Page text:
Do You Have a Right To Run Subway Ads Criticizing High Subway Fares?
Montreal’s public transit agency is proving to be a prickly pear by refusing to allow a local rider advocacy group to post ads criticizing recent fare hikes at bus stops and rail stations. Those riders are now challenging the agency’s decision in court, arguing that it violates Canada’s free speech protections.
The ads, proposed by the rider advocacy nonprofit ATCRS, criticized Metropolitan Regional Transportation Authority’s (ARTM, in French) decision to raise fares starting this month.
“Logical? Not to us. Let us denounce the rate hike imposed by ARTM” reads an English translation of the ads.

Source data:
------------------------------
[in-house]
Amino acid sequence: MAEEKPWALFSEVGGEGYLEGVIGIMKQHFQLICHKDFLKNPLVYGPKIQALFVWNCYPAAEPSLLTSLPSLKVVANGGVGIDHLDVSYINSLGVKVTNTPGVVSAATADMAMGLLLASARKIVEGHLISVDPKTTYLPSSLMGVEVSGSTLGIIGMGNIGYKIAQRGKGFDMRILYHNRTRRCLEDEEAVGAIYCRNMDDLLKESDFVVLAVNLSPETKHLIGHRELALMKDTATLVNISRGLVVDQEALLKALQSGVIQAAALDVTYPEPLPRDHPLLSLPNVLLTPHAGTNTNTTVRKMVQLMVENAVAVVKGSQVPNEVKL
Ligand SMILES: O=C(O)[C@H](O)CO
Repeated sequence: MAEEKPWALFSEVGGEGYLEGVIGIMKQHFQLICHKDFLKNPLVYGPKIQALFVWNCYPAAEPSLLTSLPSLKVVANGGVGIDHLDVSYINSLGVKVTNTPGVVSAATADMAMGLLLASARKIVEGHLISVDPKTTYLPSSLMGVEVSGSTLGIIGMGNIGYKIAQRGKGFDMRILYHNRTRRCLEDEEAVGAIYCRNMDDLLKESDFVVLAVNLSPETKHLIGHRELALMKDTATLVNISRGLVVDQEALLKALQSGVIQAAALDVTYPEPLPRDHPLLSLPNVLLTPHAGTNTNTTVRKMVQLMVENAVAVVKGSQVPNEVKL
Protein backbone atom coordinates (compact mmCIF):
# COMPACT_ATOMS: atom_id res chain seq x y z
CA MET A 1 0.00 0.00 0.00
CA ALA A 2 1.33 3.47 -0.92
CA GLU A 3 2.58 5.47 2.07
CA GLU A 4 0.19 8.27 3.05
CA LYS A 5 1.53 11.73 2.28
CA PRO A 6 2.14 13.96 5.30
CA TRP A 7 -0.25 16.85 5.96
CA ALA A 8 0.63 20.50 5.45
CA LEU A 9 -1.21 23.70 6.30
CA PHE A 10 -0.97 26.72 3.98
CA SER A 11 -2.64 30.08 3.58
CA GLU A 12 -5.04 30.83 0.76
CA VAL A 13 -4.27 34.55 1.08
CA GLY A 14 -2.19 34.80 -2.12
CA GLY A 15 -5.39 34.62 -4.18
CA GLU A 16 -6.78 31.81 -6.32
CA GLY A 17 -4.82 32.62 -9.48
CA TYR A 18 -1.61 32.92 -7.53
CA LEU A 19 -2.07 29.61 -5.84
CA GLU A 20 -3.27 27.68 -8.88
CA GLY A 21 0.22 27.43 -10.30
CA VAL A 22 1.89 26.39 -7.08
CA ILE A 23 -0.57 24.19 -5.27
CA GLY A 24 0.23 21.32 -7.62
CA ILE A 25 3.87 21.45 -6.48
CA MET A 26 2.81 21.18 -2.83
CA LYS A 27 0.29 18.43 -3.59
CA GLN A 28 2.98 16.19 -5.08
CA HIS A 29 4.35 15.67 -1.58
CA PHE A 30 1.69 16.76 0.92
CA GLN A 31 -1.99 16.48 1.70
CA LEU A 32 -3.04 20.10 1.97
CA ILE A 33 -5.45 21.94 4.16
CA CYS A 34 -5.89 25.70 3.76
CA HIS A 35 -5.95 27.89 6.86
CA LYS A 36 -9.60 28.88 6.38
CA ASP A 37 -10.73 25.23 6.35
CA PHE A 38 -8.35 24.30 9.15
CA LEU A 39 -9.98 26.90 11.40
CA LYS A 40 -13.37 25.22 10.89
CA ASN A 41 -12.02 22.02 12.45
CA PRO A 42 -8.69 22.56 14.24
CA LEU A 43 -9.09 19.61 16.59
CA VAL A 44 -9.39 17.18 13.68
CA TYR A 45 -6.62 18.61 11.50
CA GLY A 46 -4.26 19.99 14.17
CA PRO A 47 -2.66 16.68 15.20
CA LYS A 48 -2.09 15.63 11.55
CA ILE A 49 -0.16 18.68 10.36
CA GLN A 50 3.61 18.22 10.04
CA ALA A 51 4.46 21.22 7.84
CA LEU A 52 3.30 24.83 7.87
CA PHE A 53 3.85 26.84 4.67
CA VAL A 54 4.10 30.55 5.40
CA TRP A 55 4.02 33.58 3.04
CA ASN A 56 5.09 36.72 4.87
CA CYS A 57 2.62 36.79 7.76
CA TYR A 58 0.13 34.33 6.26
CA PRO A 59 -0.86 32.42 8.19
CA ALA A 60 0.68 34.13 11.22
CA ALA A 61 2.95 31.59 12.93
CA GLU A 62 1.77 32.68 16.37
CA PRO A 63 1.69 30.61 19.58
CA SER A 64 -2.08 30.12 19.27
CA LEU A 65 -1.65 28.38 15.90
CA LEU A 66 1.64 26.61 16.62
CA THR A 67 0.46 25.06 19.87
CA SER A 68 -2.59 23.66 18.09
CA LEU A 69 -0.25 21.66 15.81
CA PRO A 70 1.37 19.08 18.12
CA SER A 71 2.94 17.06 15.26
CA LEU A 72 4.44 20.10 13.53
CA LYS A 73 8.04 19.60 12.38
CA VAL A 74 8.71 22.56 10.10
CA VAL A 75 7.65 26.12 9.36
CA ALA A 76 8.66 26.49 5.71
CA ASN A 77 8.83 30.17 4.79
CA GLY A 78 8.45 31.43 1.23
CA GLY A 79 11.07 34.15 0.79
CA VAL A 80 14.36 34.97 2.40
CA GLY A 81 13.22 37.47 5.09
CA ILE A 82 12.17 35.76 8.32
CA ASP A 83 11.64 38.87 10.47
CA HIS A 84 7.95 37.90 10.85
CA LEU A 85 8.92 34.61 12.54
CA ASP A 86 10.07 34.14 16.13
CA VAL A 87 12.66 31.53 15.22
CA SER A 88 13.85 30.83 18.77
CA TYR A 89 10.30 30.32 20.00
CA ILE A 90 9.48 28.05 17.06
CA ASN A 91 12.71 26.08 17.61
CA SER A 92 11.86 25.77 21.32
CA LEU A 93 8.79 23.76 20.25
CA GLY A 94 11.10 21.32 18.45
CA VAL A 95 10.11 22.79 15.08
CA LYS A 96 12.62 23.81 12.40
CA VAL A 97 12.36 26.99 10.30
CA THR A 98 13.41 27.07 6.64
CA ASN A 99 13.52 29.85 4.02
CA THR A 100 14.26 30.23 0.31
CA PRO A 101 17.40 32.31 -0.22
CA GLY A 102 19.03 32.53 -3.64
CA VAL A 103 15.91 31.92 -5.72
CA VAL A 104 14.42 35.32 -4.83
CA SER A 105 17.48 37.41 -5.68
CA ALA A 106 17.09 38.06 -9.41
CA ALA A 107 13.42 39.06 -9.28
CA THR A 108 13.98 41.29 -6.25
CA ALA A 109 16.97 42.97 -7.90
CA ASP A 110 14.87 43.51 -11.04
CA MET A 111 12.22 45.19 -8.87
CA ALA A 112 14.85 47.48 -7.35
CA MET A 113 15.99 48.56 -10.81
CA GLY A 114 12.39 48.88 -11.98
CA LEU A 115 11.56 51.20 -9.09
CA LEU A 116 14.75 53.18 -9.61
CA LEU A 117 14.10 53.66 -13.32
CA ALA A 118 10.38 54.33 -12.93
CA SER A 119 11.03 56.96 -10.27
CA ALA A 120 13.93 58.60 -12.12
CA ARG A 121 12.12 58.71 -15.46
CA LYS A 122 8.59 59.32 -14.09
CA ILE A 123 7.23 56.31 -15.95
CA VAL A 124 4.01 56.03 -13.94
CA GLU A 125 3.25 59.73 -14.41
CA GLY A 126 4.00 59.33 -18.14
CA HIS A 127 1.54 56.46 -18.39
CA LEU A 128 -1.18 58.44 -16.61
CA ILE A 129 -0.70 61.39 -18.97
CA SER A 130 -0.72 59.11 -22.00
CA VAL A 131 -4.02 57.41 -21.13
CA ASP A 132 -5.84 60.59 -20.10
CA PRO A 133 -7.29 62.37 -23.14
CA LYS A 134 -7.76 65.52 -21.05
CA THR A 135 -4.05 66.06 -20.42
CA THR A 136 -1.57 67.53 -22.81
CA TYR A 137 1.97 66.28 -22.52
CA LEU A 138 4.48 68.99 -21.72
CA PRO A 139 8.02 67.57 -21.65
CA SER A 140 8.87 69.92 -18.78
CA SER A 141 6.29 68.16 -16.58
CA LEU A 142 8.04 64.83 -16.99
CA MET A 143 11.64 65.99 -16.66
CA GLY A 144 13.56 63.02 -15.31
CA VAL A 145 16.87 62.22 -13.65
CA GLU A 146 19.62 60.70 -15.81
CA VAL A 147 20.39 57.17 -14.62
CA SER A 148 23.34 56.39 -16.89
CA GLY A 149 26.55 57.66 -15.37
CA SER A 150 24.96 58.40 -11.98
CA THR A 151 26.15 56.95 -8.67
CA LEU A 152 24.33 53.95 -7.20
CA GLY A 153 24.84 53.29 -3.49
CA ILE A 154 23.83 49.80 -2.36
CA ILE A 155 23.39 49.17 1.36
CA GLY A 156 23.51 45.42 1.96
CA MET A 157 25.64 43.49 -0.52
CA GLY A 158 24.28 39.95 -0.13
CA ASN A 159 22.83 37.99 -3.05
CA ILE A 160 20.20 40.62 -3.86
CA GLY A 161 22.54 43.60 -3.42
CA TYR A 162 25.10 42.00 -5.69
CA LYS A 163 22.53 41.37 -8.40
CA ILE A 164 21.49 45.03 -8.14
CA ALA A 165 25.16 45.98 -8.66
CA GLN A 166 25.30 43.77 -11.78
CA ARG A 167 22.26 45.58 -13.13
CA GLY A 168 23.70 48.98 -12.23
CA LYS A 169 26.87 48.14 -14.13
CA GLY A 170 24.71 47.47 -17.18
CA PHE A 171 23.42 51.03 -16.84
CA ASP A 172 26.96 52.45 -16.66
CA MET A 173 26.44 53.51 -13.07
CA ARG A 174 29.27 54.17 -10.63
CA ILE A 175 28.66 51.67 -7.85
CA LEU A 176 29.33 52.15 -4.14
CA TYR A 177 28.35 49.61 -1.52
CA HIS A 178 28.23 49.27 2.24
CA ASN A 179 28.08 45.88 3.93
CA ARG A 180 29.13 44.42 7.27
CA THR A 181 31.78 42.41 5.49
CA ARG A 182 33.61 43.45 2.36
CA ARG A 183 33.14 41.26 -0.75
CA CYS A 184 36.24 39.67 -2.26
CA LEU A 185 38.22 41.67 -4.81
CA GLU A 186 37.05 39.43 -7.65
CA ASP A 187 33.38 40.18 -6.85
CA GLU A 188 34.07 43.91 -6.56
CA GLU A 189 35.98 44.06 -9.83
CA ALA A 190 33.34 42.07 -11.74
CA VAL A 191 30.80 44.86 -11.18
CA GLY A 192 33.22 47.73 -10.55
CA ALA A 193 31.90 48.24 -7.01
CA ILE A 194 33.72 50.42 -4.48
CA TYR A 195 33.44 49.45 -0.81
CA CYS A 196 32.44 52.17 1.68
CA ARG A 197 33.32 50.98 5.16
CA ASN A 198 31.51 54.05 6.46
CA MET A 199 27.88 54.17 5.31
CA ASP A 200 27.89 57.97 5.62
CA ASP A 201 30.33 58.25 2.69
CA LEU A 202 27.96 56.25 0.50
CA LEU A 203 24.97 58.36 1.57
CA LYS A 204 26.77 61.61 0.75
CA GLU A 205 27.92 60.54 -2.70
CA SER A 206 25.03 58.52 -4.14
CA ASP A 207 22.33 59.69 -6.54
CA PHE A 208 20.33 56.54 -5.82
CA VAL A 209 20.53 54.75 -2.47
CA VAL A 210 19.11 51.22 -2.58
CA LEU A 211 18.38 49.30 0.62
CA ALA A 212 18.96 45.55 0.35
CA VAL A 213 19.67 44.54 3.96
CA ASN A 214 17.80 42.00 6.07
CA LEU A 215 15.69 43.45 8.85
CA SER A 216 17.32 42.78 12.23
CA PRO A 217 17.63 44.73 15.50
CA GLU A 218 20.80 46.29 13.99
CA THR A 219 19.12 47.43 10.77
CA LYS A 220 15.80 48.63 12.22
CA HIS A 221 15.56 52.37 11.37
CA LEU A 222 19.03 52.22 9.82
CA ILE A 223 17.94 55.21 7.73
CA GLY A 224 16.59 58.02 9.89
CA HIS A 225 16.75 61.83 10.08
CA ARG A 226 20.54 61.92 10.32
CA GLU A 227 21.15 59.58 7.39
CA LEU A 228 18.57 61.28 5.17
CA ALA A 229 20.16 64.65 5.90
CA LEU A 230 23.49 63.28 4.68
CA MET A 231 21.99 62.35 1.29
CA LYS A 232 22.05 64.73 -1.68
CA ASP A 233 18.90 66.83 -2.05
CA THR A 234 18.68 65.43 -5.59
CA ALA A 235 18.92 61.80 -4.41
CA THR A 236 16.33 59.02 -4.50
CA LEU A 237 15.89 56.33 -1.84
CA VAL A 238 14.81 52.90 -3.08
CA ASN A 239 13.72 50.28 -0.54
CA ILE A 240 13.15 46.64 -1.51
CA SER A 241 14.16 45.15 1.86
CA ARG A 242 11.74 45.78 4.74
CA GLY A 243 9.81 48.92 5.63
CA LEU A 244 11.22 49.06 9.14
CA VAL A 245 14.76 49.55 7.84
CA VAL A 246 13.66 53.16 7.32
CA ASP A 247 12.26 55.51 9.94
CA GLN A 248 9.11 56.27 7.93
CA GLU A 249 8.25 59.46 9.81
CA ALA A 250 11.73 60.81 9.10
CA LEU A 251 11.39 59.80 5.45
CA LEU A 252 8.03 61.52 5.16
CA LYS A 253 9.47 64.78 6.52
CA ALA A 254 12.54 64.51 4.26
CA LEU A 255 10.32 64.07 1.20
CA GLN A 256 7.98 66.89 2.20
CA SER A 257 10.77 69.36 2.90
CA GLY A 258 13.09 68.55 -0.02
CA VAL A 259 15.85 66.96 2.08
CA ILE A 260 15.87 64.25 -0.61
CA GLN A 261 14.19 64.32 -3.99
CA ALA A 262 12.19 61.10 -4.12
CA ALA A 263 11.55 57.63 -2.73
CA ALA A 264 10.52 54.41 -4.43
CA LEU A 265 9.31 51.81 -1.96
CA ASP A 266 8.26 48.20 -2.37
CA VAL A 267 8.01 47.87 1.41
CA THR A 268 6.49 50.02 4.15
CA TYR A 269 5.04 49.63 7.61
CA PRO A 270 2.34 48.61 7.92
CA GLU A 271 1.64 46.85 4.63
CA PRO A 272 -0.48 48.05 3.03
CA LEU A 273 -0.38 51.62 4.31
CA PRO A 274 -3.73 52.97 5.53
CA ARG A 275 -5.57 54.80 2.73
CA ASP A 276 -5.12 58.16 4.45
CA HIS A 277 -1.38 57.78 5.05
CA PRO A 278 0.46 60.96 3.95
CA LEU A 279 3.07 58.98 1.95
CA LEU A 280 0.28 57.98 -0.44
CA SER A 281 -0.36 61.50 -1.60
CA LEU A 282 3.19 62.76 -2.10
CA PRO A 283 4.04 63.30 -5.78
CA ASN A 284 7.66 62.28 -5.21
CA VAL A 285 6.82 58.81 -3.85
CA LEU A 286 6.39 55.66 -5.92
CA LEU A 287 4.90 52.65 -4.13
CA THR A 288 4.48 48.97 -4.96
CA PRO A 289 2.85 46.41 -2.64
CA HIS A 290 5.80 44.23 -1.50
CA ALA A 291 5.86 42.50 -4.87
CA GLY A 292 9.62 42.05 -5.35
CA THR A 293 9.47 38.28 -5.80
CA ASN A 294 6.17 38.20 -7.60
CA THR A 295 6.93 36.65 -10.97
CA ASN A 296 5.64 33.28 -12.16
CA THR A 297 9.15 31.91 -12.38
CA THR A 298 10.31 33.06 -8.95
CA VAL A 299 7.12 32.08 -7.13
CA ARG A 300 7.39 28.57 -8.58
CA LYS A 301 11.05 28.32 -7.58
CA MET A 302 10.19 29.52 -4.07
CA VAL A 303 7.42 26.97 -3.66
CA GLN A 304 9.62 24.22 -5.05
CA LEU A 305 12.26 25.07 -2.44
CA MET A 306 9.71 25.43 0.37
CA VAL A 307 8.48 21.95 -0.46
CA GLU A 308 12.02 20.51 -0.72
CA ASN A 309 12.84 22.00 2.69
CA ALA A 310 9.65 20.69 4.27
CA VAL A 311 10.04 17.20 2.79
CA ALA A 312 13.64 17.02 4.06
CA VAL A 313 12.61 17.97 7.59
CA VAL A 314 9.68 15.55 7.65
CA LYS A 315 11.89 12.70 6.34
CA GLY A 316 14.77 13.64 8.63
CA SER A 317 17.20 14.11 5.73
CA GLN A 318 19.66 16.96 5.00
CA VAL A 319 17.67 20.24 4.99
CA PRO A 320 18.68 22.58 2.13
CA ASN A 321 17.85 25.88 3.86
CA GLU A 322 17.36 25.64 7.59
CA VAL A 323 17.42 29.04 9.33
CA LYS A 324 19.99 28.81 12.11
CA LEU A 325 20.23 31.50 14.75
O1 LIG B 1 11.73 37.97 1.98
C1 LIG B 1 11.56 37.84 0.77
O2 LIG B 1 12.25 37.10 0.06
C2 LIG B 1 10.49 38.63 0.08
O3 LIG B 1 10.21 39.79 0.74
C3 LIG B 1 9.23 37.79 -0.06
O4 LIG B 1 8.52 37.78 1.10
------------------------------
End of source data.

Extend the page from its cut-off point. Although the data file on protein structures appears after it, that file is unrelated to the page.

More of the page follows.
ATCRS proposed the ads in early June. A few weeks later, the Montreal Transit Company (in French, STM), which operates transit in the region, rejected them on the grounds that they “denigrated public transit.”
In response, ATCRS filed an application for judicial review in the Montreal Division of the Superior Court of Quebec against STM and two third-party companies.
“This is a blatant violation of our freedom of expression,” said Axel Fournier, a spokesman for the group. They’re being represented by attorney Samuel Bachand and the Alberta-based Justice Centre for Constitutional Freedoms, a public interest law firm.
Their application argues that the agency’s rejection of their ads is “illegal and unreasonable.”
“The purpose of the advertisement is to defend the affordability of public transit, which is far from denigrating it,” reads the application. It also argues that STM’s rejection of the ads is unconstitutional. They cite a previous case out of British C
Article from Latest